Access to schools–now more limited
TRI-COUNTY AREA—In the wake of the recent school shootings at Sandy Hook Elementary in Newtown, Conn. Dec. 14, and Taft High School in California Thursday, Jan 10, all area school districts have reevaluated their security measures.
PENN YAN -
Penn Yan Superintendent David Hamilton said the school district already has a robust security program in place, including an active safety committee and a high level of involvement by local law enforcement and emergency response leadership. He said the school conducts an annual live drill to make sure the response system is well coordinated between the police, ambulance, fire and other local first responders. Hamilton said there is a confidential security plan known only to the school’s safety team and local first responders.
“As a district we regularly practice for incidents that would require us to secure the interior of our school from a potential threat,” Hamilton said. “Frankly, of all the districts I have ever worked in, Penn Yan has the most active and in-depth security measures I have ever seen.”
Hamilton said after the events at Sandy Hook, the school district conducted a thorough review with the leadership team and local law enforcement to see what lessons we could learn. He said based on that, they are investigating physical enhancements to the entrance ways that could act as an initial barrier to potential intruders.
“While I believe we have some of the safest schools in the country, it’s important that we always review and revise our plans,” Hamilton said.
WATKINS GLEN -
“When these tragedies occur, it forces us to amend policy,” explained Watkins Glen Superintendent Tom Phillips.
The existing protocol is for visitors to press a buzzer at the door of each office (district, high school, middle school, or elementary). He said he met with all staff who are responsible for letting people into the buildings about what the procedures are. Phillips added the district has “developed a pretty tight protocol.” He explained it is confidential, just like the district’s existing emergency procedures. He said the health and safety committee meets quarterly to review and update the plans.
“We’ve made a concerted effort to limit access (to the schools),” said Phillips.
Watkins Glen is currently reviewing the placement of additional cameras and the line of sight between entrances and the main offices. Phillips explained they are limiting the ways to get into any district building.
Watkins Glen has also retained its School Resource Officer, after the state removed the funding. In 2010 the district worked with the Watkins Glen Police Department to have an officer at the district fulltime.
Dundee Superintendent Kathy Ring said Dundee schools have also increased their security, stationing school resource officer Rick Simpson at the front of the building and requiring sign-ins at the elementary school as well as the junior/senior high school. She said the doors to the buildings are on constant lockdown now as well.
“[After the shooting] we immediately sat down and said ‘What is it that we have done? What is it we can do,’” Ring said. “We really feel like we have done a pretty good job of securing our building, but you know it is times like that when you have to step back and say ‘Are we doing enough?’”
Ring said the school is currently looking at increasing the amount of security cameras on the property, saying they have done a good job in the placement of existing security cameras. However, she said there are a few additional places where she thinks they would be helpful. She said they are also looking at one particular area in the high school that could be used as an exit in case of an emergency. Ring said it would require bringing one of the doors up to code, but they have their engineers and architects looking at what needs to be done.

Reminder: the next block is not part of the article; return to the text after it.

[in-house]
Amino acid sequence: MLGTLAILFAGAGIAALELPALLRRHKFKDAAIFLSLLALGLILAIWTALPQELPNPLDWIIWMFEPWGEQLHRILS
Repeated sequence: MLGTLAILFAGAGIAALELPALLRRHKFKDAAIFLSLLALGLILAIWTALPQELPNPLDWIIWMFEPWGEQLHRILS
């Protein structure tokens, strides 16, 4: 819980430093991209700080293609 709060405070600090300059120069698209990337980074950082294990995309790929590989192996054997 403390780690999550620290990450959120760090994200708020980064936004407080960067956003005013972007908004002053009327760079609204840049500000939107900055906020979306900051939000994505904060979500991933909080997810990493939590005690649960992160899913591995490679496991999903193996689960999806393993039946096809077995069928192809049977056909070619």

“You don’t want it to be a prison, but you don’t want it to be so open,” Ring said. “Our community has been most respectful of the little inconveniences.”
Ring said the staff, fire department and police department are aware of the confidential emergency plan in place. She said the school has had evacuation and lockdown drills so everybody knows what they need to do in the event of an emergency.
Odessa-Montour is working with the sheriff and state troopers. Superintendent Jim Frame explained they are reviewing the districts plan and updating the information on emergency responses.
“There’s constant dialogue,” said Frame. He added he met with faculty two weeks ago.
One of the main focuses in reviewing school safety is entry into the buildings. Frame said all doors are locked and people are directed to “single points of entry.” People entering the buildings are screened and the locations monitored by cameras.
“There have been multiple drills so far this year,” he added.
Frame said one other way the district looks to protect the students is with the help of the students. He explained the district encourages students to “stand up for what’s right” and tell a teacher if they have concerns about something outside of school.
“I think that is our greatest asset,” said Frame.
Like most districts, visitors to Hammondsport must be buzzed in by either the elementary or district offices. All outside doors are locked during school hours. All of the doors and parking lots are monitored by cameras. Upon entry, visitors are required to sign in and out of the appropriate office.
“Although we often get complaints that certain procedures are inconvenient, they are in place to keep our campus secure and our students safe,” said Superintendent Kyle Bower.
Hammondsport also has a districtwide safety plan, which is available online at www.hammondsportcsd.org, as well as a series of confidential emergency procedures for dealing with different situations. The plans are reviewed and revised by committees. Bower said the principals also have safety procedures that are being reviewed.